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Blue Monday: What to Do When Sad for Your Mental Health

"...I still find it so hard

To say what I need to say

But I'm quite sure that you'll tell me

Just how I should feel today…"

Frustrated by the fact that fans never asked for an encore at their concerts, the British band from the '80s, known as New Order, wrote a song titled "Blue Monday" to celebrate what is considered to be the saddest day of the year.

Sad smiley mug on desk, symbolizing Blue Monday's impact on mental health

Quick Summary

  • Blue Monday, the third Monday of January, was conceived by psychologist Cliff Arnall in 2005 to identify the year’s saddest day. It's based on a formula considering factors like weather conditions, post-holiday blues, and financial stress.

  • Despite its popular recognition, Blue Monday lacks scientific backing. Mental health experts emphasize that depression and sadness don't adhere to a specific calendar date, making the concept more of an urban legend than a psychological reality.

  • On days like Blue Monday, self-care is crucial. Tips include planning enjoyable activities, dedicating time to personal hobbies, expressing emotions, setting achievable goals, practicing gratitude, disconnecting from social media, and recognizing personal value to maintain mental and emotional well-being.

Sad, pensive woman in car, contemplating Blue Monday's effect on mental health

What is Blue Monday?

Blue Monday was supposedly conceived in 2005 by Cliff Arnall, a psychologist at the University of Cardiff and an expert in seasonal affective disorders, who developed a real mathematical equation capable of calculating on which of the 365 days the highest level of sadness, melancholy, anguish, depression, and anxiety was perceived (Unione Sanitaria Internazionale, 2023).

Thanks to this formula, it was possible to determine, albeit in a not strictly scientific manner, that the third Monday of January is the saddest day of the year... precisely, Blue Monday!

What Factors Are Believed to Be Responsible for Blue Monday?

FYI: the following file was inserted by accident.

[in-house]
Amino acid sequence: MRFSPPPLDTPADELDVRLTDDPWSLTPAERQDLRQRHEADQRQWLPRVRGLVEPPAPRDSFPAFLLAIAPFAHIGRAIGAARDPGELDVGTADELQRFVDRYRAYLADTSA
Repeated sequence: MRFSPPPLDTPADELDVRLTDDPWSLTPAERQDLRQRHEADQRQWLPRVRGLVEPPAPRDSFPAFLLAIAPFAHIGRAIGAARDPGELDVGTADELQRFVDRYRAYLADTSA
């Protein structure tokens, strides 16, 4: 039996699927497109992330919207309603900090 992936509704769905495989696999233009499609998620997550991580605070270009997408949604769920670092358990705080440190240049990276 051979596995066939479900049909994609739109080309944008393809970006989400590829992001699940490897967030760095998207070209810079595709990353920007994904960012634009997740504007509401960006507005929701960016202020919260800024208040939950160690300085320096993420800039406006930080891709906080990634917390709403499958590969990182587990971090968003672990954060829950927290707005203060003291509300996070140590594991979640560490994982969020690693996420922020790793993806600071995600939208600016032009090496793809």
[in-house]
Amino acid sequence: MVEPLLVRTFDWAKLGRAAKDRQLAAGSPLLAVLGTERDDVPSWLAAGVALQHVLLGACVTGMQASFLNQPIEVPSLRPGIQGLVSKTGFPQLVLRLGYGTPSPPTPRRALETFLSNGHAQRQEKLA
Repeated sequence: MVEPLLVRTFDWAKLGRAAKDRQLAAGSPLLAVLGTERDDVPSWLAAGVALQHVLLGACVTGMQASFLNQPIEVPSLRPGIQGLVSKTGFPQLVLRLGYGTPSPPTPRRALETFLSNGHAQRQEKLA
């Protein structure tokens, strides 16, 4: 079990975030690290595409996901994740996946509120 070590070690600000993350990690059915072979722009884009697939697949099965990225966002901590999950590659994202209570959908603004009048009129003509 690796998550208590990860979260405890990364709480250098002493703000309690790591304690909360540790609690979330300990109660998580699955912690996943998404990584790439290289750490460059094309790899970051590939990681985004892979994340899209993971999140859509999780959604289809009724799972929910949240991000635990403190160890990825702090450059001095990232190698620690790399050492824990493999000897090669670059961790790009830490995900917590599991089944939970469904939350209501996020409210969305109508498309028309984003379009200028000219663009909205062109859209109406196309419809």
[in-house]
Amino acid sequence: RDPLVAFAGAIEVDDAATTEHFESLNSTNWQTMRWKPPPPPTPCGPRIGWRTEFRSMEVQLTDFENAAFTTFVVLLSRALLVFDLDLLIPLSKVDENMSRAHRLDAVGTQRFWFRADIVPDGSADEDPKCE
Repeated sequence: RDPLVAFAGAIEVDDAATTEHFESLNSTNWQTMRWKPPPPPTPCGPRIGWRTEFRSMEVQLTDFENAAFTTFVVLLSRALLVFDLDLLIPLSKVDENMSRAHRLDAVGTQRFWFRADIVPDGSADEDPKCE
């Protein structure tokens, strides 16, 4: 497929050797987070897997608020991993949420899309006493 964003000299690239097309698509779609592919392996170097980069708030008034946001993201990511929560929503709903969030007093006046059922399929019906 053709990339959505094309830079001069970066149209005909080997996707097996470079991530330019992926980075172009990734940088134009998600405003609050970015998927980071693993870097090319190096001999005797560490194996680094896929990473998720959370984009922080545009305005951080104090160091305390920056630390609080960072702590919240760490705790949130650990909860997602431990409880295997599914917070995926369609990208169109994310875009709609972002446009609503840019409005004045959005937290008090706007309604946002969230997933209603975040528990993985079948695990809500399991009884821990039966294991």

According to Cliff Arnall, to calculate which of the 365 days was the gloomiest and saddest, it was necessary to consider various factors (The Independent, 2022):

  • Weather conditions: indeed, there is the Seasonal Affective Disorder (better known as SAD), an unrecognized pathology characterized by major depressive episodes that recur regularly at certain times of the year. About 10% of the population develops it, especially during winter, when the sky is covered with clouds, often heavy with rain or snow, the horizon is invisible behind high walls of fog, the streets are now dark due to the absence of Christmas lights, and the hours of daily darkness exceed those of light (National Institute of Mental Health).

  • Usual monthly salary and Christmas debt: after the December bonus that seemed to give us a breath of relief, in January the classic salary returns, although expenses are increasing. In addition to heating at stellar costs, there is an increase in the electricity bill, caused by decorations and Christmas lights, and all the debts accumulated during the Holidays for gifts to relatives and friends.

  • Returning to work from the holidays: during the Christmas period, almost all companies and offices close for about two weeks, during which everyone finally practices some healthy self-care, taking time to dedicate to themselves, for example, waking up a little later in the morning, having a healthier breakfast more calmly, trying to unwind with relaxing meditation, a good book, a delicious chocolate, and (why not?) an afternoon nap in front of the warm fireplace. Returning to work can, therefore, be a real shock!

  • Low levels of motivation, a sense of failure of good intentions for the new year, and the need to act: returning to the workplace can represent a trauma for our psychophysical well-being, especially on those Mondays immediately following the long Christmas break. Many also develop a strong sense of inadequacy and frustration: starting from my experience, between the dinners of Christmas Eve, Christmas, Boxing Day, and New Year's Eve, with lasagna and fried foods, the feeling of having gained 5 kg is undeniable. The guilt for the feasts leads me to think that it is necessary to shed the mascarpone and grandma's tortellini, going on a diet, that famous diet that "I will start on Monday"... yes, the Monday of the year two thousand never! And every year, in January, it always ends like this: me ruminating on not having managed to lose even a gram, of being still too "soft", of not being able to compete in beauty with other people.

Donna stressata al lavoro, il disagio del Blue Monday incide sul benessere mentale